“Our normal customers have no orders to place with us, and our credit department won’t let us sell to others who might want to buy”. The blog was given this plain-spoken assessment of current chemical market conditions by one of the majors yesterday.
Coincidentally, US Fed Governor Kevin Warsh was making one of his rare speeches, analysing today’s “unprecedented levels of volatility and dramatic financial market and economic distress”. He concluded that “we are witnessing a fundamental reassessment of the value of virtually every asset everywhere in the world”.
Warsh is one of the few central bankers who tried to warn of coming problems. He pointed out in April that “liquidity should not be mistaken for capital”. Now, he sees companies and investors being forced to reassess “seemingly benign risks – credit, liquidity, counterparty, and even sovereign risks”. As a result, credit controllers are refusing to allow sales to be made unless they are sure the invoice can be paid.Warsh recognises that these strains are most apparent in housing markets. This is where the most reckless loans were made in recent years. But he argues that housing was just a symptom of the underlying problem, namely “inadequate market discipline, excessive reliance on credit ratings, and poor credit and liquidity risk-management practices”. As a result, “the business of banking is fundamentally changing”.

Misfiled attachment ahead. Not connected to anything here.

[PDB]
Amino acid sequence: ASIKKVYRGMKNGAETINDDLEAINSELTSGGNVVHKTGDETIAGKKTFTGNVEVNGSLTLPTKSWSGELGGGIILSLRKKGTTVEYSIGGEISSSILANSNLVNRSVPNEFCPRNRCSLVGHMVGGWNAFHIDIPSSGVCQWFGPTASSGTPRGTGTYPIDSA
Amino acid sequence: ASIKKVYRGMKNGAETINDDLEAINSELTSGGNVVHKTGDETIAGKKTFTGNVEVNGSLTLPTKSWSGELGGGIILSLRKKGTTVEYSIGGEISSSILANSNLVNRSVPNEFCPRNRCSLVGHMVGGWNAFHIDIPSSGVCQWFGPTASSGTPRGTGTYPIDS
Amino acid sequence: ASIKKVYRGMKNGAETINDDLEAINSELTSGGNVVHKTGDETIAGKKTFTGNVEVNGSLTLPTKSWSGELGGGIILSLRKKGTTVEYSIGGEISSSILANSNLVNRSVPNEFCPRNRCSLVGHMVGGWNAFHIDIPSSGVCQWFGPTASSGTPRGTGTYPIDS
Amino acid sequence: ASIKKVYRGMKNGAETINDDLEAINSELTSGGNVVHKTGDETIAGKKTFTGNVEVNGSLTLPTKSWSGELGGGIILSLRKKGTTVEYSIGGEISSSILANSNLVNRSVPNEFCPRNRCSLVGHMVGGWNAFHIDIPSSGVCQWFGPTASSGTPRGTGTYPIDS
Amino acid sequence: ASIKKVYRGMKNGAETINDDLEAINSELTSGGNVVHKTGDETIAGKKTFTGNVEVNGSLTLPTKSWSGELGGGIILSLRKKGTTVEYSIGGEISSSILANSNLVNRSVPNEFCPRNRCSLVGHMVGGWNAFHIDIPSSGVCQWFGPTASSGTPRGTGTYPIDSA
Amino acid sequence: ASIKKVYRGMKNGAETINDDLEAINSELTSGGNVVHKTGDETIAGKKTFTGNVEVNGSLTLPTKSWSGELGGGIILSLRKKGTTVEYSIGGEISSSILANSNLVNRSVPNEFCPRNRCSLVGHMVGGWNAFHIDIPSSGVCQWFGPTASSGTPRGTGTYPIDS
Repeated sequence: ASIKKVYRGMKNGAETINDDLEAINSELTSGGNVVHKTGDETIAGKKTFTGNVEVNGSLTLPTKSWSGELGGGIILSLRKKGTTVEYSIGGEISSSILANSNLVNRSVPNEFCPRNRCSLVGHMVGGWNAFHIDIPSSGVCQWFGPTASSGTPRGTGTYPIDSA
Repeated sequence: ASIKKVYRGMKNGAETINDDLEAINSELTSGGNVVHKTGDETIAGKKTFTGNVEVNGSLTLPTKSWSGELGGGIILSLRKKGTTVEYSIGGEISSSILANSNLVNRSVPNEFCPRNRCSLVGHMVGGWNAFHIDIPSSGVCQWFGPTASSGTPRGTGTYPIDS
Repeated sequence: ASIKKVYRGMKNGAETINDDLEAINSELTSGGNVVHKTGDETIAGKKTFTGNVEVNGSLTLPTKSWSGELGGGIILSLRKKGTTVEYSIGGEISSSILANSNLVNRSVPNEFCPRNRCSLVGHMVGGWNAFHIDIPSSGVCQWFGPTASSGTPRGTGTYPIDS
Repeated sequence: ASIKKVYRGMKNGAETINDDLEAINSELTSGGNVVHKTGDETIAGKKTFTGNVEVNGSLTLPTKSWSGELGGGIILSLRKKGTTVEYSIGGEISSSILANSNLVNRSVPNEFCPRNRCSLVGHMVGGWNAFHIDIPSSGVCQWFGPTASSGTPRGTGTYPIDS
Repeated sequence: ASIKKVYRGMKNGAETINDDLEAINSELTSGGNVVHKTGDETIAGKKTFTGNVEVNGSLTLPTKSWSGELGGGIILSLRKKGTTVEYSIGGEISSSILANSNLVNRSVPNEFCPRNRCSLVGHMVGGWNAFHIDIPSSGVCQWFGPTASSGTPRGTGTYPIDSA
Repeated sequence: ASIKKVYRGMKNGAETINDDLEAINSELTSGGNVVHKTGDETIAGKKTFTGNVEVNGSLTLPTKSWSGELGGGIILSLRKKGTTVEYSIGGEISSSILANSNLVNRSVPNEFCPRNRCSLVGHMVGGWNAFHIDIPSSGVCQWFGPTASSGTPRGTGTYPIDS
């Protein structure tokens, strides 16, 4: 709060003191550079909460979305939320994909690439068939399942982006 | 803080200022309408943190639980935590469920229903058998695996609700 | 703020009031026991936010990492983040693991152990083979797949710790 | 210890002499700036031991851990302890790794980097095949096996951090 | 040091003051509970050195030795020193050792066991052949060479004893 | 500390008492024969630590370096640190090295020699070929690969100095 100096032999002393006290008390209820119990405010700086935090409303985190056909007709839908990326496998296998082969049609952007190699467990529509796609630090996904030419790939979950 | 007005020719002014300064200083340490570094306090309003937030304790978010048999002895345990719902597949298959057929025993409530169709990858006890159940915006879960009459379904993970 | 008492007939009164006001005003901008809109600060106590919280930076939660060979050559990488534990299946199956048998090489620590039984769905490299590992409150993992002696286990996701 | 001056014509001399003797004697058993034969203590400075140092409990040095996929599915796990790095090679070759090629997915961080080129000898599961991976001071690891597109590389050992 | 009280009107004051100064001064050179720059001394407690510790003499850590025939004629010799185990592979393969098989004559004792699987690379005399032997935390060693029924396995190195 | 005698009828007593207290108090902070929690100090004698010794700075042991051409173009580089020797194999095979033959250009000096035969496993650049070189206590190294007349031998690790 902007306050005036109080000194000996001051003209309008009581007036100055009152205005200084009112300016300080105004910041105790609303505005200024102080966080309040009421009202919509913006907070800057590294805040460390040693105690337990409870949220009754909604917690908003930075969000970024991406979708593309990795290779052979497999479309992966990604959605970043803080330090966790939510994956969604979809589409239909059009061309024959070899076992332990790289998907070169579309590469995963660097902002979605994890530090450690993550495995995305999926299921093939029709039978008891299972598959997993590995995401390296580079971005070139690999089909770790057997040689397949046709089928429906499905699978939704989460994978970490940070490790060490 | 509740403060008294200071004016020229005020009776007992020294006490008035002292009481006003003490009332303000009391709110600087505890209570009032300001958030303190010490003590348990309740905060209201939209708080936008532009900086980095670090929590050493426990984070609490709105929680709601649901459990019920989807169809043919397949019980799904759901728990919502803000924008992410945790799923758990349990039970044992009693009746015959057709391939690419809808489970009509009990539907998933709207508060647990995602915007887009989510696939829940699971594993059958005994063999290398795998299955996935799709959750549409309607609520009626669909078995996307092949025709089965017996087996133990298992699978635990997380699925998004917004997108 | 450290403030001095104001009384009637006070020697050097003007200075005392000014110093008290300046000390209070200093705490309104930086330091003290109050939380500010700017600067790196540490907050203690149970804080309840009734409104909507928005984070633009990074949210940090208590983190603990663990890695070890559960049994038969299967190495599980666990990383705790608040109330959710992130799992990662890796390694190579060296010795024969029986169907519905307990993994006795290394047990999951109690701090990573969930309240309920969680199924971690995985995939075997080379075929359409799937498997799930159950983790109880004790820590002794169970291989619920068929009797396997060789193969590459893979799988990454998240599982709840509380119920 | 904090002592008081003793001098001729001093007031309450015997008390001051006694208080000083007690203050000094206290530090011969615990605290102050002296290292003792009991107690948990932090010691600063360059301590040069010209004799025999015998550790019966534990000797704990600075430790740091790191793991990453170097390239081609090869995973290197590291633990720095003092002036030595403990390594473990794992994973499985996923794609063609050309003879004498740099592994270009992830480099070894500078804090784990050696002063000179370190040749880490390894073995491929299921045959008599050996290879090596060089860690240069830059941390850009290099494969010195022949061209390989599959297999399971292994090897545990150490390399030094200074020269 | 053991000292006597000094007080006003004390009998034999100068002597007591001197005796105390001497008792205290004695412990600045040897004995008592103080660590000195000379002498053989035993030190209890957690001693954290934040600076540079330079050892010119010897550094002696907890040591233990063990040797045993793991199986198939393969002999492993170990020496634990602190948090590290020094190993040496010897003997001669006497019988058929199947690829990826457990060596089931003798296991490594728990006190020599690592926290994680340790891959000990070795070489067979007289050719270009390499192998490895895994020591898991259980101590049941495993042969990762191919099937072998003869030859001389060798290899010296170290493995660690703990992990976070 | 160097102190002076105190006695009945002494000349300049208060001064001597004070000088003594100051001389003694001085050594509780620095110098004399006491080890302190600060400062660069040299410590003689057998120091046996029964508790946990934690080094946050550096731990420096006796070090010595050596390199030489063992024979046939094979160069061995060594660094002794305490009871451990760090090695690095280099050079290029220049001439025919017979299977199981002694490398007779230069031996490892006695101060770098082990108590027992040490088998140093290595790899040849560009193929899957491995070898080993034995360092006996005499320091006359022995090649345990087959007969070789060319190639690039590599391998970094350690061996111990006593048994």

He therefore sees no “quick fix” for today’s problems. Instead, a new “financial architecture” needs to be developed, that will once again allow credit to flow and “trend economic growth” to resume. He suggests it will take time for markets to relearn how to “reward well-managed risk-taking, and punish imprudence”. This is because “confidence in markets cannot be demanded or forced. Nor can confidence be rushed.”
Warsh hopes that policymakers will help to “establish new rules of engagement that are clear in intent, consistent in application and reasonably predictable in effect”, and says this is “the central challenge facing our economy”. Financial institutions similarly need “to establish new business models”. Until these are in place, he concludes, credit problems will continue to be “a significant drag on economic growth”.